Application of GLBA Privacy Laws to Service Contracts Industry
The applicability of state insurance GLBA privacy laws to service contracts has not been entirely clear. Because most states' service contract laws expressly state that a service contract is not insurance, some have argued that therefore state insurance GLBA privacy laws do not apply to service contracts. See the Service Contract Industry Council's Position Paper on Application of Gramm-Leach-Bliley Act to Service Contract Industry, dated July 23, 2001.
While that conclusion may be correct, it does not end the inquiry of whether some other GLBA privacy regulation may apply to a service contract provider. To be sure, a service contract, when issued by a third party that is not the manufacturer of the product covered by the service contract, is presumptively an insurance contract because it meets the hallmark definition of insurance (risk shifting, risk pooling, indemnity promise, occurrence of fortuitous event).
This is why the state service contract laws go out of their way to deny that service contracts are insurance. They are, after all, a consumer financial product or service and would be regulated as insurance if not for the deregulation as insurance they enjoy under state service contract acts.
Moreover, under GLBA, the Federal Trade Commission became the default privacy regulator for consumer financial products and services offered by financial institutions for which there was no other functional regulatory agency exercising oversight of such products or services. However, the Dodd-Frank Wall Street Reform and Consumer Protection Ac later transferred some of the FTC's GLBA privacy laws jurisdiction to the Consumer Financial Protection Bureau with respect to consumer financial products and services over which it has regulatory jurisdiction.
The FTC's GLBA privacy regulations broadly define what is a financial institution, which ultimately means a person engaged in any significant amount of financial activities in which a national bank may engage and, for example, includes auto dealers that lease autos in the ordinary course of business and likely also includes offering service contracts to the extent they are not regulated as the business of insurance.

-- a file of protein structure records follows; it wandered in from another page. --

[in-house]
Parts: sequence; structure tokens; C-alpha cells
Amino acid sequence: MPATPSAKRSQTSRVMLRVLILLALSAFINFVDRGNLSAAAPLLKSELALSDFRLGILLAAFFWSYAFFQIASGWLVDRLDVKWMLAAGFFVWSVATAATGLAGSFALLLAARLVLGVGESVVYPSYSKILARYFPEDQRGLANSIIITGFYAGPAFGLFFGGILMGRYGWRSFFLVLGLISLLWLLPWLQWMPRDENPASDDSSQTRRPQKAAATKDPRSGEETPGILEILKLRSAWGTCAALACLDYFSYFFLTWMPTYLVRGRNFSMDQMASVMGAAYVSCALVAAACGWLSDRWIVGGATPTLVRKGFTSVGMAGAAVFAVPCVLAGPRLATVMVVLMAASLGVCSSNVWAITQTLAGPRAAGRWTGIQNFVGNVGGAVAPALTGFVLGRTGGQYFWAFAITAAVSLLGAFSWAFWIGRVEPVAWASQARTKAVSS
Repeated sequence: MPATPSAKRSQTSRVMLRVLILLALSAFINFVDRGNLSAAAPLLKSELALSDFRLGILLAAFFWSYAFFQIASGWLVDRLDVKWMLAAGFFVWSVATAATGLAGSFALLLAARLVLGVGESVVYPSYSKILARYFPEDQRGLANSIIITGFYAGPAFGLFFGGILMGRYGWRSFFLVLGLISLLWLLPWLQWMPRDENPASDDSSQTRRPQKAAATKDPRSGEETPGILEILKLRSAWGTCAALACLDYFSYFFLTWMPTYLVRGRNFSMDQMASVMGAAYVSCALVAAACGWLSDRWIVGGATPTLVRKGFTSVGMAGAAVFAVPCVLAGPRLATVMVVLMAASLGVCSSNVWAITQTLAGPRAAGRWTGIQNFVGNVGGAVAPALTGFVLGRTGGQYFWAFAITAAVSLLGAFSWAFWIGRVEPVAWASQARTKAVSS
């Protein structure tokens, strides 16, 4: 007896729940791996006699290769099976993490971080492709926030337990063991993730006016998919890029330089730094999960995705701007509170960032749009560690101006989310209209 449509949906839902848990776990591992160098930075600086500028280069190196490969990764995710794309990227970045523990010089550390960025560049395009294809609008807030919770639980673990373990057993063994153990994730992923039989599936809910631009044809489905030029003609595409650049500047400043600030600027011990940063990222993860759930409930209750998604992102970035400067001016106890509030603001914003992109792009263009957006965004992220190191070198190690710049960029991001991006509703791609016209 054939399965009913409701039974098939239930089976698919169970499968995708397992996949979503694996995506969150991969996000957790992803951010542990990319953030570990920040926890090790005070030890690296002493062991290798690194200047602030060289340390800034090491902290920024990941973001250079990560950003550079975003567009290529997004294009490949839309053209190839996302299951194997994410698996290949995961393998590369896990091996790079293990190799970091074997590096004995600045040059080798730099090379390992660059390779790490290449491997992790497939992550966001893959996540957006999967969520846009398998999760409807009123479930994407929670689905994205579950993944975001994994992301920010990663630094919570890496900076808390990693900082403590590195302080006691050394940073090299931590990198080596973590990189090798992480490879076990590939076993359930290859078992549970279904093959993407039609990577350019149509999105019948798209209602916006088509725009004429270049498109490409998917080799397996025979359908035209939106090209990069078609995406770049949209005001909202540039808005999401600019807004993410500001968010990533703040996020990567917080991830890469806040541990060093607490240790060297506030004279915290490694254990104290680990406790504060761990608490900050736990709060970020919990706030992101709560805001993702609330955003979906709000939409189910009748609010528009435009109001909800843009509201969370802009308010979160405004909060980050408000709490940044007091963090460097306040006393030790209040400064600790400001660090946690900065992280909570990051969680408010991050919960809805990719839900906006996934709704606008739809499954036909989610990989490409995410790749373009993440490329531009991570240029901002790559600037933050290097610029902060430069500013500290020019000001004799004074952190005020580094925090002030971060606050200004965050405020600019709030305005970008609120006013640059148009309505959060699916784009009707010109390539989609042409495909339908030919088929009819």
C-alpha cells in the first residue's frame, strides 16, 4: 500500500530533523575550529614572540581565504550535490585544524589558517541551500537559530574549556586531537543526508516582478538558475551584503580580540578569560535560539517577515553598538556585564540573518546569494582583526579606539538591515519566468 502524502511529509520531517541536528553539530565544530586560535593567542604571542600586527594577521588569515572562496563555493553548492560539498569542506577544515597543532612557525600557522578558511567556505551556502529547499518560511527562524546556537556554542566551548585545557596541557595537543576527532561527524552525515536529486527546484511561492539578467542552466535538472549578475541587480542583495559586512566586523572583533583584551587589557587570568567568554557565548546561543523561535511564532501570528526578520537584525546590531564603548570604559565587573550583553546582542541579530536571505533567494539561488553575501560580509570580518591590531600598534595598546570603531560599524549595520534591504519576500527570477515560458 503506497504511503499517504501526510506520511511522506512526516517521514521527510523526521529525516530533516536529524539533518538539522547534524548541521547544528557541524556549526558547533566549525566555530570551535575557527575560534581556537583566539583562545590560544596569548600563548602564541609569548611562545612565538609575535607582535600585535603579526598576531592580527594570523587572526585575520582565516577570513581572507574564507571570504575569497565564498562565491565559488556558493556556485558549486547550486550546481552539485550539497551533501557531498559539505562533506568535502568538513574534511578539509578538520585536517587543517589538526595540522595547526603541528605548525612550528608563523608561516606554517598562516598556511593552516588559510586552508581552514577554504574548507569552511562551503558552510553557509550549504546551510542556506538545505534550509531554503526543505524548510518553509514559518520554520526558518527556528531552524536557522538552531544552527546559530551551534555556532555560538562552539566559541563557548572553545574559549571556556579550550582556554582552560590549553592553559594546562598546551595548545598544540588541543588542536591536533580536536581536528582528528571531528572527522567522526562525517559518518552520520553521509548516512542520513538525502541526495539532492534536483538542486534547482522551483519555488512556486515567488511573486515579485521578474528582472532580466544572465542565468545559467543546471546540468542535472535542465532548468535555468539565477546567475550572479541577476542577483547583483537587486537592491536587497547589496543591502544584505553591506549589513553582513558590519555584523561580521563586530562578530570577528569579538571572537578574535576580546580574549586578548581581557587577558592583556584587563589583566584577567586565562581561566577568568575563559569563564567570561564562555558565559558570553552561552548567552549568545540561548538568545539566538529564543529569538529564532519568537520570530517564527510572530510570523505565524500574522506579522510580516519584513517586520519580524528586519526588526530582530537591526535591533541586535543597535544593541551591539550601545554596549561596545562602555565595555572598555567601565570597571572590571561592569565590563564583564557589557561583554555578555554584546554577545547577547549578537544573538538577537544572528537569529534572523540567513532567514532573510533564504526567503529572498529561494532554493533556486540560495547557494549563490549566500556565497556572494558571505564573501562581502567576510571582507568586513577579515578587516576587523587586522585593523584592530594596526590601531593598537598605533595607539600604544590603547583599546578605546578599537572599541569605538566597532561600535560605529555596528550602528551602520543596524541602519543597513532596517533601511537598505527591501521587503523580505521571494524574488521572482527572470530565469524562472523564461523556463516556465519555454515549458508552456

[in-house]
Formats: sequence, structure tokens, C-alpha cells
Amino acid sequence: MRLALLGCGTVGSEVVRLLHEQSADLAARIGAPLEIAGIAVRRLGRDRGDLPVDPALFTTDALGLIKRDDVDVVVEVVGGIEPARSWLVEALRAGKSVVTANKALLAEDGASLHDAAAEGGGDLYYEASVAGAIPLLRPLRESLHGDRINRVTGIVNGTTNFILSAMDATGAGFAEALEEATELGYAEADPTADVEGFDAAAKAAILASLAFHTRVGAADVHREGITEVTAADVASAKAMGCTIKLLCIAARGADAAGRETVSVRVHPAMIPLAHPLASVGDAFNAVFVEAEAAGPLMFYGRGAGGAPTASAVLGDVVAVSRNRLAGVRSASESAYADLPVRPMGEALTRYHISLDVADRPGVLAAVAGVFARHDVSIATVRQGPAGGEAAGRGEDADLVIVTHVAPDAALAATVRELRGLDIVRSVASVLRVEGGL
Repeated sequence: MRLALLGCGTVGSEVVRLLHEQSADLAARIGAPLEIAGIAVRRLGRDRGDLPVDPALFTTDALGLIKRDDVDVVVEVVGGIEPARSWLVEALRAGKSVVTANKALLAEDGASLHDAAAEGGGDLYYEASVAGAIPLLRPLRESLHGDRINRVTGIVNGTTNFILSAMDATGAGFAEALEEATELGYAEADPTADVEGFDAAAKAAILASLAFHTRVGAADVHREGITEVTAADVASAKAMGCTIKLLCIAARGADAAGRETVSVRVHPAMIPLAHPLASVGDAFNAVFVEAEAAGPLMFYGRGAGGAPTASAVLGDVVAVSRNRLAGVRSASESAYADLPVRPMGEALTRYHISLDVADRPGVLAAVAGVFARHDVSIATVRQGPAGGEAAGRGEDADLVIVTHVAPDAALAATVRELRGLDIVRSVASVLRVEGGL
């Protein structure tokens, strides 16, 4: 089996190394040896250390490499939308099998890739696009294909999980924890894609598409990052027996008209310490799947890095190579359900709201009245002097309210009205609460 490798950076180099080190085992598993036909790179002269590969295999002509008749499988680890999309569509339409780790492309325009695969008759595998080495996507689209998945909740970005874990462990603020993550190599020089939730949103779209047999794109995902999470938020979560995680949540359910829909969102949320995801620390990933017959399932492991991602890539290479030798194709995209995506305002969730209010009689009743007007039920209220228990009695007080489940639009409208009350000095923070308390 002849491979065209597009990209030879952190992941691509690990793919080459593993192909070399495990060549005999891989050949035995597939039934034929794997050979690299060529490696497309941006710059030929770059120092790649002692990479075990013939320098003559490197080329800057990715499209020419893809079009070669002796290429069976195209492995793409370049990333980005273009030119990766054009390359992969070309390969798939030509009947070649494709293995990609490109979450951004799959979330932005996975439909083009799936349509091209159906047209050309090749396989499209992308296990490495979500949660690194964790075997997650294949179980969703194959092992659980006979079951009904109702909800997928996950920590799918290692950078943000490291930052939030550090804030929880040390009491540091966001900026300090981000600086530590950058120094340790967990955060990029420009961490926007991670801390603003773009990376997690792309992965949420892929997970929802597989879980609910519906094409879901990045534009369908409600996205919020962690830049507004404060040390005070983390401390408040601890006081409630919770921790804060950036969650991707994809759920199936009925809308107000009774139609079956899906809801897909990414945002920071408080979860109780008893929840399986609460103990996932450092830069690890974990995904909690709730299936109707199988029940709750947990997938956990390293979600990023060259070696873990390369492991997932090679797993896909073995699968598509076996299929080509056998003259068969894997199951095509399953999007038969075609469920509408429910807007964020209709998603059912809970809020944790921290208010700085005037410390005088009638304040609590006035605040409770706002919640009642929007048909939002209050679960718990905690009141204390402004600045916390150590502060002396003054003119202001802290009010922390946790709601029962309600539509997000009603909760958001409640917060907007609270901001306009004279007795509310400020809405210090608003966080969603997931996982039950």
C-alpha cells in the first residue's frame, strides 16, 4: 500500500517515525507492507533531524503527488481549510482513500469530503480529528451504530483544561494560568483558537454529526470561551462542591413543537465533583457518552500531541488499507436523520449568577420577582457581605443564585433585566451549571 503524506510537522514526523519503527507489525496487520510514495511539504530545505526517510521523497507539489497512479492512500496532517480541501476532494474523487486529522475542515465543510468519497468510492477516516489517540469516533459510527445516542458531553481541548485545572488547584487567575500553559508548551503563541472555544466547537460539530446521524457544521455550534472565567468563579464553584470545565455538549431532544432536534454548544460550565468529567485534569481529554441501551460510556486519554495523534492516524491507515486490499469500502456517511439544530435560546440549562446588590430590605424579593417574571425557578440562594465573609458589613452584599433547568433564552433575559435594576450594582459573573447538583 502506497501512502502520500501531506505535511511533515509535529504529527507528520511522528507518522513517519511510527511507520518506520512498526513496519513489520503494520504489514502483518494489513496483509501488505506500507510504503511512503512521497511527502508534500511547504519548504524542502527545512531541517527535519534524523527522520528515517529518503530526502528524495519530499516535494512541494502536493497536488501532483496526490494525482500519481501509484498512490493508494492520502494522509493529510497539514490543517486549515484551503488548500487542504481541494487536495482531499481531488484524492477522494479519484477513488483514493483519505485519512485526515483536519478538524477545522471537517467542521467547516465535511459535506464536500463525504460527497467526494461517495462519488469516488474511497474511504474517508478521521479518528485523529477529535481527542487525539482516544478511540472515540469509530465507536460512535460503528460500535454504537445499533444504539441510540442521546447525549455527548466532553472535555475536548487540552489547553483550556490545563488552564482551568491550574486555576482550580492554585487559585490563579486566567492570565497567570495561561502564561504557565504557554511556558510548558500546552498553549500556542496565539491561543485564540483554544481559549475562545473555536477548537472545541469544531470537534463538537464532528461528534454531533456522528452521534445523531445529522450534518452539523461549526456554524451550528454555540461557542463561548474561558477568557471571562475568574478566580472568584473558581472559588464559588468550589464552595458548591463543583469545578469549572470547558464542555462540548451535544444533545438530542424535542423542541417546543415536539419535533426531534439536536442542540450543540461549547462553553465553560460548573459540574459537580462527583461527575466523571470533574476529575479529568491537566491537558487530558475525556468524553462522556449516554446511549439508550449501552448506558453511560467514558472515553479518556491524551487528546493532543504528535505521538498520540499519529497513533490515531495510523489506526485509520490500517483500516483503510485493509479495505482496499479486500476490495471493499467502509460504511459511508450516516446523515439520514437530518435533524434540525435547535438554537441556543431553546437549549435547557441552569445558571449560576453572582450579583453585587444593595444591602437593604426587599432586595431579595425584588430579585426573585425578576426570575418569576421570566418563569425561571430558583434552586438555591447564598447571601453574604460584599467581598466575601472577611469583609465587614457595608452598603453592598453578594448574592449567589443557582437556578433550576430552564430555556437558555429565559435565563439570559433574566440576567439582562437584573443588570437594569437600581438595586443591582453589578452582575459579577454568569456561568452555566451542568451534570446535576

Thus, because a service contract is a consumer financial product or service, to the extent that a service contract is not insurance, making inapplicable state insurance GLBA privacy laws to a service contract, the FTC's GLBA privacy regulation likely applies to service contracts.
Accordingly, a service contract provider should be a financial institution under the FAST Act and should be able to obviate the need to deliver annual GLBA privacy notices to its service contract holder customers if the terms of the service contract provider's GLBA annual privacy notice have not changed and if the service contract provider does not share its service contract holder customers' non-public personally identifiable information in a manner that requires them to receive a notice of right to opt-out of a service contract provider's information-sharing practices.
About the Author:
Brian T. Casey is a partner in the Atlanta office of the international law firm Locke Lord LLP. As co-leader of Locke Lord's Regulatory and Transactional Insurance Practice Group, and a member of the firm's Corporate, Capital Markets and Health Care Practice Groups, Brian focuses on corporate, merger and acquisition, corporate and structured finance and other transactional, and regulatory matters for corporate clients in the insurance, financial services and health care industries.
One significant facet to Brian's practice is a focus on the service contracts industry across all types of covered products, including mobile phones, computers, homes, furniture and automobiles. His clients include insurance companies, insurance holding companies, managing general agents and insurance agencies, third party and claims administrators, banks and other financial institutions, investment banks and reinsurance companies.